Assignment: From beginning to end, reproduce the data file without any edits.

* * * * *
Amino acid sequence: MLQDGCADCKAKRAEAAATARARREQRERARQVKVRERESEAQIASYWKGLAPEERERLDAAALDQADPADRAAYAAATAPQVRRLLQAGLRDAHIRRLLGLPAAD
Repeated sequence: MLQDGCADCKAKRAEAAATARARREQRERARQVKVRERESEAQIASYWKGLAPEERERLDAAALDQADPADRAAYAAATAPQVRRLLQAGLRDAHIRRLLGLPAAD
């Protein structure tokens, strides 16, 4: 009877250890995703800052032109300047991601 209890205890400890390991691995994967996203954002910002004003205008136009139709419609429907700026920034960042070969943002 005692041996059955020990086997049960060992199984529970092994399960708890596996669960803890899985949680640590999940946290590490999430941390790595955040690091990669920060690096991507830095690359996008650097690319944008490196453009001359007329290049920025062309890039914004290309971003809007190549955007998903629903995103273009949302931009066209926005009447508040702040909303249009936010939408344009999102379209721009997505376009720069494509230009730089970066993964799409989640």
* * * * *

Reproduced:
Amino acid sequence: MLQDGCADCKAKRAEAAATARARREQRERARQVKVRERESEAQIASYWKGLAPEERERLDAAALDQADPADRAAYAAATAPQVRRLLQAGLRDAHIRRLLGLPAAD
Repeated sequence: MLQDGCADCKAKRAEAAATARARREQRERARQVKVRERESEAQIASYWKGLAPEERERLDAAALDQADPADRAAYAAATAPQVRRLLQAGLRDAHIRRLLGLPAAD
């Protein structure tokens, strides 16, 4: 009877250890995703800052032109300047991601 209890205890400890390991691995994967996203954002910002004003205008136009139709419609429907700026920034960042070969943002 005692041996059955020990086997049960060992199984529970092994399960708890596996669960803890899985949680640590999940946290590490999430941390790595955040690091990669920060690096991507830095690359996008650097690319944008490196453009001359007329290049920025062309890039914004290309971003809007190549955007998903629903995103273009949302931009066209926005009447508040702040909303249009936010939408344009999102379209721009997505376009720069494509230009730089970066993964799409989640």